“When women are empowered to speak on their own behalf, change comes more rapidly.” This was said by Cheryl Francisconi, director of the Institute of International Education (IIE) in Ethiopia, at the launch of a new program called African Centers of Excellence ACE for women’s leadership, which took place on May 11.
Funded by the David and Lucille Packard Foundation, the ACE program will be implemented by the IIE through four leading institutions: Organization for Women in Self Employment WISE from Ethiopia, Akina Mama wa Africa from Uganda, Young Women’s Leadership Institute YWLI from Kenya and Akilah Institute for Women from Rwanda.
“By working with these organizations committed to women’s development, it will be possible for women to access more easily outstanding and comprehensive leadership courses,” explained Francisconi adding that this will take place as the chosen organizations take stock of, expand and strengthen their leadership programs and continue to interact for continued learning and improvement.
Expressing her joy at being one of the centers of excellence for women’s leadership, Lisa Martilotta, the executive director of the Akilah Institute for Women, remarked that this will help them to build a strong internal leadership at the institute. “We have been here for 3 years now and we are constantly refining our curricula,” she said pointing out that their students will be able to have a better and relevant leadership program through this new program.
Martilotta explained that they will partner with women in leadership, especially those from the Forum for Women Parliamentarians, to look at the realities that are on the field -not only for the leaders but also the issues of all women in the community- and fill the gaps that have been identified while also searching for other gaps that may be existing.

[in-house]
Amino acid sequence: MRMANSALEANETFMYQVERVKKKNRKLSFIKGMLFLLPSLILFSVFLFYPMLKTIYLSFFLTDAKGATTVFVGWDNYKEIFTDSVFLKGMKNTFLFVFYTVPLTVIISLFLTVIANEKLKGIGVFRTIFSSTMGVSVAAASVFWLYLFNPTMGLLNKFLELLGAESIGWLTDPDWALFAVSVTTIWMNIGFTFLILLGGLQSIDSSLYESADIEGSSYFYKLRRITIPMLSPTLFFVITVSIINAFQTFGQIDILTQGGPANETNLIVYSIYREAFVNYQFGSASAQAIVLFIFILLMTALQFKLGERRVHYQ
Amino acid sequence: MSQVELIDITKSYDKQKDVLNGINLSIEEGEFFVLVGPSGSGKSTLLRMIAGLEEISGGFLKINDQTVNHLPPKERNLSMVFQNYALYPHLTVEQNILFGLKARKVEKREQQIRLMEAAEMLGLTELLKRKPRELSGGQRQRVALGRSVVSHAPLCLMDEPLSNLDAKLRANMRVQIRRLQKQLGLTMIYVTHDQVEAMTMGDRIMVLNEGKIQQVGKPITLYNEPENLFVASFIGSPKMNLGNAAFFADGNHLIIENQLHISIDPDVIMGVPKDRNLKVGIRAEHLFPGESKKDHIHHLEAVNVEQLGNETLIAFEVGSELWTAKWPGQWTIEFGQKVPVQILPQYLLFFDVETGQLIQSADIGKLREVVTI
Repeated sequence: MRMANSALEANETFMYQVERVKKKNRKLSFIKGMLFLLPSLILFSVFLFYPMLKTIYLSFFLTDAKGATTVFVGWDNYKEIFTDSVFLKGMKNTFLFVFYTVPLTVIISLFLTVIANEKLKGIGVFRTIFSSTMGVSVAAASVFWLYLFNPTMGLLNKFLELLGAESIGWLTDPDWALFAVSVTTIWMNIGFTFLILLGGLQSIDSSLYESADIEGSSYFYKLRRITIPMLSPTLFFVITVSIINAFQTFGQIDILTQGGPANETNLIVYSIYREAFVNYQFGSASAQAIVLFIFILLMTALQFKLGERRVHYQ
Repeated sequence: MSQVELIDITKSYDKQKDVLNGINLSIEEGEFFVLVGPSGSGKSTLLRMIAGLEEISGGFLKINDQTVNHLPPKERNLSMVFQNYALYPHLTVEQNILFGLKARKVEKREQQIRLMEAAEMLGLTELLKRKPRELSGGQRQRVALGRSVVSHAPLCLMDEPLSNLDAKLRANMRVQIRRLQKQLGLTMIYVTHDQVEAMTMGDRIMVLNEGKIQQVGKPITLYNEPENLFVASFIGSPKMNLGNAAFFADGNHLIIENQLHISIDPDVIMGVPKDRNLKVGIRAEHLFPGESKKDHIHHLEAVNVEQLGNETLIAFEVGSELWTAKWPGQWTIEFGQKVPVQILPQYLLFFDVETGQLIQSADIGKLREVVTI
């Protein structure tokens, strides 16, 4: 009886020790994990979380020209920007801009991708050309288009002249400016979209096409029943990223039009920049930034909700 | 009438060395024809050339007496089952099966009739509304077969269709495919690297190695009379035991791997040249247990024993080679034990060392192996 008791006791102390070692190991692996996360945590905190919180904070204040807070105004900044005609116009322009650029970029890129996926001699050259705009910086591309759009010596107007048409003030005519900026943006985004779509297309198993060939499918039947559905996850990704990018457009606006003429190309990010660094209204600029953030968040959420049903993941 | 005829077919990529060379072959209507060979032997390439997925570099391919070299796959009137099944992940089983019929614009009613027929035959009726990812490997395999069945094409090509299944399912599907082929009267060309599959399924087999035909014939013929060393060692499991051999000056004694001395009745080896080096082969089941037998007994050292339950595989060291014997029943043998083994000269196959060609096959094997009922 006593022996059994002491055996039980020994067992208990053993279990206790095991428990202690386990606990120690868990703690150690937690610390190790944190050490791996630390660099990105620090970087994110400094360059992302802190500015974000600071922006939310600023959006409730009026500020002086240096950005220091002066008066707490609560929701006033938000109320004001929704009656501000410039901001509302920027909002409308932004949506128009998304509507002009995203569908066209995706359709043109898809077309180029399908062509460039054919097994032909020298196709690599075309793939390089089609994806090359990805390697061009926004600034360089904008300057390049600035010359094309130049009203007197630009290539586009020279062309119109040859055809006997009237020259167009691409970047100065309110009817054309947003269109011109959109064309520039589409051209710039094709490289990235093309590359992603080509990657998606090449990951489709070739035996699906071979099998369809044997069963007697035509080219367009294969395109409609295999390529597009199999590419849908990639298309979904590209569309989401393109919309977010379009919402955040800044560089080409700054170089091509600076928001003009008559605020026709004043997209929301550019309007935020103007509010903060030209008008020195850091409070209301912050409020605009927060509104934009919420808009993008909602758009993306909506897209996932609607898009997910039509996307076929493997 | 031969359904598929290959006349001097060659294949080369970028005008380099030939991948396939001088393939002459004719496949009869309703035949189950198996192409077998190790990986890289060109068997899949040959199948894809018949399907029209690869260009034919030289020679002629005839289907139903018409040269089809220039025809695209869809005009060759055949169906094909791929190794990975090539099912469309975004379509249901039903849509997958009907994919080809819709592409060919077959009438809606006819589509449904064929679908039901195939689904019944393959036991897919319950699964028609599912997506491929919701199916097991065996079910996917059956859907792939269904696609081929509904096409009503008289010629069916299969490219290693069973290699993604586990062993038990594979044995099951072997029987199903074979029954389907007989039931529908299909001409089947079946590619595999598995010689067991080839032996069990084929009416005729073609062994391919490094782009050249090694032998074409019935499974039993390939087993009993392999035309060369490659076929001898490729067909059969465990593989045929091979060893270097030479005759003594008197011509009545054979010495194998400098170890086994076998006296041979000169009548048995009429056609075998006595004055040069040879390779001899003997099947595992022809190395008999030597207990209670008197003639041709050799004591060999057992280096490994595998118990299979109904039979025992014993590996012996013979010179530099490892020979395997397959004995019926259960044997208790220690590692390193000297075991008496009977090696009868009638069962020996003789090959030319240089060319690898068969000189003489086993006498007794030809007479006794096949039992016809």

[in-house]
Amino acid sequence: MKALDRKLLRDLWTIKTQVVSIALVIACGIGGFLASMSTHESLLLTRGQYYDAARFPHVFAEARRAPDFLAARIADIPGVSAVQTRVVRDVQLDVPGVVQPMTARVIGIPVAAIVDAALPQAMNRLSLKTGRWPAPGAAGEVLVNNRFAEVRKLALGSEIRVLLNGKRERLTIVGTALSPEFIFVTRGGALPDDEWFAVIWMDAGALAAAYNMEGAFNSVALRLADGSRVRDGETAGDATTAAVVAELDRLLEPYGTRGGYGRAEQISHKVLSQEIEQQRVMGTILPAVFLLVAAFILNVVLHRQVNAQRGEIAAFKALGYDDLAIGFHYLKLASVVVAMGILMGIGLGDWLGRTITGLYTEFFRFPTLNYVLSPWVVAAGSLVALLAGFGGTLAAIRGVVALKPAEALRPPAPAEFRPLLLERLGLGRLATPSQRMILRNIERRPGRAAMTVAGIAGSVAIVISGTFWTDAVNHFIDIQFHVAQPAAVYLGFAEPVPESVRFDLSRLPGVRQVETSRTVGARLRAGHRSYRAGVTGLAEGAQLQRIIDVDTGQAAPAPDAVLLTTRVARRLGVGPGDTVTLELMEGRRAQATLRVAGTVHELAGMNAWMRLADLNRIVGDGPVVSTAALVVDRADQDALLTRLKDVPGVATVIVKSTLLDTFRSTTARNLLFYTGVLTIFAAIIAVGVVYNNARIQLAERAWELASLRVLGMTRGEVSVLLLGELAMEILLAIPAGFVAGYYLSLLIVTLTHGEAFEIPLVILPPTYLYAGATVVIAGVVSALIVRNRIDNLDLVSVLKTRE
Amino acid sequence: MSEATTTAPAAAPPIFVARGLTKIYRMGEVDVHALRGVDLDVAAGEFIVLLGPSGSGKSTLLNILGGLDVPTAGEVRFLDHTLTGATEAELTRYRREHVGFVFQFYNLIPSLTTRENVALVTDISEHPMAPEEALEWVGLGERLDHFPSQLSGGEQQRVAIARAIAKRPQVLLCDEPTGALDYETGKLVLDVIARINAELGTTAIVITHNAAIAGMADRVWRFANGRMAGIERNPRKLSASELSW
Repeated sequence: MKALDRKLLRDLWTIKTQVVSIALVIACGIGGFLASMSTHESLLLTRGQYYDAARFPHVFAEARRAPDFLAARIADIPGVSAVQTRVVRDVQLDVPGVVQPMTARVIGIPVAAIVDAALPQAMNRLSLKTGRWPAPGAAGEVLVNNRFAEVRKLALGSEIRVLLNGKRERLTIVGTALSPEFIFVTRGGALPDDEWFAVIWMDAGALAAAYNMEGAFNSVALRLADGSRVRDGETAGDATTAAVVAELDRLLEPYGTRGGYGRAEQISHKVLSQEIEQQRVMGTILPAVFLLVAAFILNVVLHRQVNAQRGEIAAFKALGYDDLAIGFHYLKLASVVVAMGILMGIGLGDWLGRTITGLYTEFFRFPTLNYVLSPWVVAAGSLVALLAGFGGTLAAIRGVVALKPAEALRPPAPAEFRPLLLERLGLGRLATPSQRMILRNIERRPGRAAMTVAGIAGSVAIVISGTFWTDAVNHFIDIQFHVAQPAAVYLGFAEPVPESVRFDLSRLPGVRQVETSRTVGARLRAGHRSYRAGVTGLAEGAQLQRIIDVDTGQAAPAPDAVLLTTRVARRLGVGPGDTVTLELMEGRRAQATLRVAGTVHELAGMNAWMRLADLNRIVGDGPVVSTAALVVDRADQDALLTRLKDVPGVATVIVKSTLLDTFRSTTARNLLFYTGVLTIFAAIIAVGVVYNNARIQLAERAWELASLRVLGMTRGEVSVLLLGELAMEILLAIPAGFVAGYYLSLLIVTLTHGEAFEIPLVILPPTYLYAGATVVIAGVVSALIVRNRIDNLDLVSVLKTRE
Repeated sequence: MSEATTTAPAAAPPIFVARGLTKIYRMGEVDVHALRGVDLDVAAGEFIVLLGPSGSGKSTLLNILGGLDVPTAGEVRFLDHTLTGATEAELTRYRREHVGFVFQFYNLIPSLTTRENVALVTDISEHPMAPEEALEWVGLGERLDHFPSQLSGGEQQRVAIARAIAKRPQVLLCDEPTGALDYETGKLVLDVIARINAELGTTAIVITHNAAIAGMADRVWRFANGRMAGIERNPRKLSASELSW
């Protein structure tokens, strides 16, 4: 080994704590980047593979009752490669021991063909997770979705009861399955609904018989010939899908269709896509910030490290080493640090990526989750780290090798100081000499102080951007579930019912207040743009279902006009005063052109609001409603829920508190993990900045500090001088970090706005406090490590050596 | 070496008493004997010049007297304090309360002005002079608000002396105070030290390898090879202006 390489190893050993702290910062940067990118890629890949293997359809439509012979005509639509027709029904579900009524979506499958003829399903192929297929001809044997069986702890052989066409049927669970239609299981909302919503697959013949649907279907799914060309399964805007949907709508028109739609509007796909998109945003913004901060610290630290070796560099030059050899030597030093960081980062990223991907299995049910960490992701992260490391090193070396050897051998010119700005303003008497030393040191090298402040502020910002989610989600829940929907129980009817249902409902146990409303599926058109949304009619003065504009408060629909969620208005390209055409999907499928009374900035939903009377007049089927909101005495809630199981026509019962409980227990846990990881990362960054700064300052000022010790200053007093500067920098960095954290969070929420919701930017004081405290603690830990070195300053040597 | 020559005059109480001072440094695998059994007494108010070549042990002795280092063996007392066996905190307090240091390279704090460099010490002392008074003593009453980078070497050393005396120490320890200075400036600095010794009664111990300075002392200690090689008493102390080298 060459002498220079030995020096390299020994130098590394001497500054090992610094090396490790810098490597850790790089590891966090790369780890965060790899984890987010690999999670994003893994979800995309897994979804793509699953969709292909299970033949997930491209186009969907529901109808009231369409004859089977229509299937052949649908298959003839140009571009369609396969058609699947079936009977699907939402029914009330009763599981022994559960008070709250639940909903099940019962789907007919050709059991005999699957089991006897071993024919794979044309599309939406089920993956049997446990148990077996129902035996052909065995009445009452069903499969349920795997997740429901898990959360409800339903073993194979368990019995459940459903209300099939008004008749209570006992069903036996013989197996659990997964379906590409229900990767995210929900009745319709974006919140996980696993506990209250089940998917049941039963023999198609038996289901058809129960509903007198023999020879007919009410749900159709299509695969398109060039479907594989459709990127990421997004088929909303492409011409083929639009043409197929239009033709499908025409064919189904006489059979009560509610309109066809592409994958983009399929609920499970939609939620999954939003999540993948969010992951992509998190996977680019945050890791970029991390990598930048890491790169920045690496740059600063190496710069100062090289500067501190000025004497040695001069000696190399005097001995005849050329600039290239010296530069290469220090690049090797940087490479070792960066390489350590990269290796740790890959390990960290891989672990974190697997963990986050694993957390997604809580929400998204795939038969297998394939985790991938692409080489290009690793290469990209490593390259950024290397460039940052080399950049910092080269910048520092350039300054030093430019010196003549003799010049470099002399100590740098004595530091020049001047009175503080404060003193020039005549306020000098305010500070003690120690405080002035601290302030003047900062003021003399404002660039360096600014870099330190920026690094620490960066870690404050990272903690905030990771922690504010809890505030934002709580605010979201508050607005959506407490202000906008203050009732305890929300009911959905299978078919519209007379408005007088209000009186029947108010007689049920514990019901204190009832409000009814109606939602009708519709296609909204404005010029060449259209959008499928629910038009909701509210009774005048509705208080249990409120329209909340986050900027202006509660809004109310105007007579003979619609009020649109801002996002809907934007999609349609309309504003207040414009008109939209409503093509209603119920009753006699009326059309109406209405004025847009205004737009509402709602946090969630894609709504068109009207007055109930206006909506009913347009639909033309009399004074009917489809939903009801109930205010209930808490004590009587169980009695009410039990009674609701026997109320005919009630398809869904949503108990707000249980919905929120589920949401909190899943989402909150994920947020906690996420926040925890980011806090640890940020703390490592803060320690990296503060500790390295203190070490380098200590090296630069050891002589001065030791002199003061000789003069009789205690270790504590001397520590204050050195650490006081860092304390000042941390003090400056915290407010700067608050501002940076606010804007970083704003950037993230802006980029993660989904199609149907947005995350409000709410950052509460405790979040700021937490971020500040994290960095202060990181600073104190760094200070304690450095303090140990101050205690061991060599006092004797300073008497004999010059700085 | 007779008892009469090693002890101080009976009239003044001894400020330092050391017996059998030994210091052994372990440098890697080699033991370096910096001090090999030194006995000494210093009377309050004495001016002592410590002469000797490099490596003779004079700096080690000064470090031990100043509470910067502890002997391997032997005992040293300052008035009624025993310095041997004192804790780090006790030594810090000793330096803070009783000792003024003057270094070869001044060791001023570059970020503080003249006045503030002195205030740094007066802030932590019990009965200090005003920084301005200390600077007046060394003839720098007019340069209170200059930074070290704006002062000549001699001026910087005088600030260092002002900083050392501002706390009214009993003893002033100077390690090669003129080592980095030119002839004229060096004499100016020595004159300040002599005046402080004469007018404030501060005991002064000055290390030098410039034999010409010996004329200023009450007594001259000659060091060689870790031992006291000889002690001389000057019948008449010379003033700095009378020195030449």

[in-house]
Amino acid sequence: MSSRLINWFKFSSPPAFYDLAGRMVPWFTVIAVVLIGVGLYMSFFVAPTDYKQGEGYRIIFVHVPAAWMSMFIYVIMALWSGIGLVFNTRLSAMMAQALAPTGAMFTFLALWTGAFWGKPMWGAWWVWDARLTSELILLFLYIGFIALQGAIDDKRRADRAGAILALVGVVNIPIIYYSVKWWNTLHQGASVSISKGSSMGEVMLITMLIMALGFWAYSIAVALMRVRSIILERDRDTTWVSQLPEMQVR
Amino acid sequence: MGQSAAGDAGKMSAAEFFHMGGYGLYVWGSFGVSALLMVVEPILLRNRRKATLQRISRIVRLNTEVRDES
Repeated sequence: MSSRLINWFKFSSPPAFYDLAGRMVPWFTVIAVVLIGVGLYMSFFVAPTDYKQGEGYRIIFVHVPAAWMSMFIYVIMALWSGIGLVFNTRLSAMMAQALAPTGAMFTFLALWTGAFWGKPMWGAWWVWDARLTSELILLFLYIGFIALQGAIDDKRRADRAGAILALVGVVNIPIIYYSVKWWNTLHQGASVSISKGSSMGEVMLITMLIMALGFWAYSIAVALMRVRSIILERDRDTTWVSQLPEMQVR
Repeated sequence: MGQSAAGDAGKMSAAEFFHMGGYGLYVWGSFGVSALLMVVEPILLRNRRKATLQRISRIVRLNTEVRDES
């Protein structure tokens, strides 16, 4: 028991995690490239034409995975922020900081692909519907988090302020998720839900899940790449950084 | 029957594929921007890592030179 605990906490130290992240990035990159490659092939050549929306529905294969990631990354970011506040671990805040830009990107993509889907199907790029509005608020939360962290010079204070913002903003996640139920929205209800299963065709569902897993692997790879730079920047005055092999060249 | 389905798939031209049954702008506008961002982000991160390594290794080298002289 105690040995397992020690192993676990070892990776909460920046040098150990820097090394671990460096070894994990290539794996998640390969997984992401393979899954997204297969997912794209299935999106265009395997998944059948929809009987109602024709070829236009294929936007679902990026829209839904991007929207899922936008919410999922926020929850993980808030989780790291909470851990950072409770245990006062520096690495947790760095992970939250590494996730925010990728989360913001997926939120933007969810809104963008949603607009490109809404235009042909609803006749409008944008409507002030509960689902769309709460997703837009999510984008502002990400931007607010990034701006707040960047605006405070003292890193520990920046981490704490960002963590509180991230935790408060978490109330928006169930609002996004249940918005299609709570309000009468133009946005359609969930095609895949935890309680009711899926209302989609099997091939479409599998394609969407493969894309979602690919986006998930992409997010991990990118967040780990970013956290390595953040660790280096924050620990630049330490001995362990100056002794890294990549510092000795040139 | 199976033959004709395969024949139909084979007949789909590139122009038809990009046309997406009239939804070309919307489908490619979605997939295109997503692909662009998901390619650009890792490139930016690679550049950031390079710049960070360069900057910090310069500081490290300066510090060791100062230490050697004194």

“This will help to see where women leaders need to focus their attention, the challenges and issues which they need to tackle,” said Martilotta. This will be through the networking opportunities provided by the center and exchange of experiences on best practices. “Then the findings will not only benefit those leaders, but also our young students as the findings will be applied to the training modules they receive.”
This will be in line with the focus of the ACE program which is to reach both established women leaders and, more importantly, empower young African women who have precious skills and good experience but are not necessarily leaders in their field.
All this will ultimately lead to the achievement of the program’s long term vision, as Francisconi highlighted. “Our vision is that women at all levels in sub Saharan Africa are champions of issues that affect women’s development,” she said. “Those issues are especially reproductive health, economic empowerment and education, and we would like to ensure that the women are demonstrating leadership in these and other important areas that lead to the transformation of their communities.”
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